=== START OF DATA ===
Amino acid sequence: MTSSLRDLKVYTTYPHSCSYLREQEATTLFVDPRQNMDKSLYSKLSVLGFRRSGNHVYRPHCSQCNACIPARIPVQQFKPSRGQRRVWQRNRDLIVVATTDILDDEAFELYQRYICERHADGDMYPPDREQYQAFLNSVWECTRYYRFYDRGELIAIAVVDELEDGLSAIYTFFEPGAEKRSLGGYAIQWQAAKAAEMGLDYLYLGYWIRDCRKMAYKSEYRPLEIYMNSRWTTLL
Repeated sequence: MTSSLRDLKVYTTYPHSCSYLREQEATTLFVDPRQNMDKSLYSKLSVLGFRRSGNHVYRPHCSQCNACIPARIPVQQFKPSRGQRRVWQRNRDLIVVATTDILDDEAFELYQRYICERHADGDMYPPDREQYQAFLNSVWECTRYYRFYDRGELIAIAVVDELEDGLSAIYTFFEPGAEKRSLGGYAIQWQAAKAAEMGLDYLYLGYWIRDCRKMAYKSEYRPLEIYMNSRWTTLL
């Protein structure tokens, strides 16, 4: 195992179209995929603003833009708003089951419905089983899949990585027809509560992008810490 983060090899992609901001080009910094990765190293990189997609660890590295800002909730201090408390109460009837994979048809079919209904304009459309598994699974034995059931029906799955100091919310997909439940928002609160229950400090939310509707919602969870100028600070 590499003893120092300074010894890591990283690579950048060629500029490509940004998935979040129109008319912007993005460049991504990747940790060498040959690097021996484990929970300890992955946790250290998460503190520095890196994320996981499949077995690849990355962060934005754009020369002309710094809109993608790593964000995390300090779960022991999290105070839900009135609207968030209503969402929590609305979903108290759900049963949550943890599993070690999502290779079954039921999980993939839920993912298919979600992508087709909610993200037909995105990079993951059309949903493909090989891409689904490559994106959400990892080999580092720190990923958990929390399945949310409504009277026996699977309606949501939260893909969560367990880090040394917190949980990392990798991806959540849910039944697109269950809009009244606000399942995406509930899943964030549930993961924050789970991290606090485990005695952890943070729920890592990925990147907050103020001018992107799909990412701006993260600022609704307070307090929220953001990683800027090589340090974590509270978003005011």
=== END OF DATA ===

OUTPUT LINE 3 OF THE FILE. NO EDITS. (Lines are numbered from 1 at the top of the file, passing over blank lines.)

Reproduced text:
């Protein structure tokens, strides 16, 4: 195992179209995929603003833009708003089951419905089983899949990585027809509560992008810490 983060090899992609901001080009910094990765190293990189997609660890590295800002909730201090408390109460009837994979048809079919209904304009459309598994699974034995059931029906799955100091919310997909439940928002609160229950400090939310509707919602969870100028600070 590499003893120092300074010894890591990283690579950048060629500029490509940004998935979040129109008319912007993005460049991504990747940790060498040959690097021996484990929970300890992955946790250290998460503190520095890196994320996981499949077995690849990355962060934005754009020369002309710094809109993608790593964000995390300090779960022991999290105070839900009135609207968030209503969402929590609305979903108290759900049963949550943890599993070690999502290779079954039921999980993939839920993912298919979600992508087709909610993200037909995105990079993951059309949903493909090989891409689904490559994106959400990892080999580092720190990923958990929390399945949310409504009277026996699977309606949501939260893909969560367990880090040394917190949980990392990798991806959540849910039944697109269950809009009244606000399942995406509930899943964030549930993961924050789970991290606090485990005695952890943070729920890592990925990147907050103020001018992107799909990412701006993260600022609704307070307090929220953001990683800027090589340090974590509270978003005011």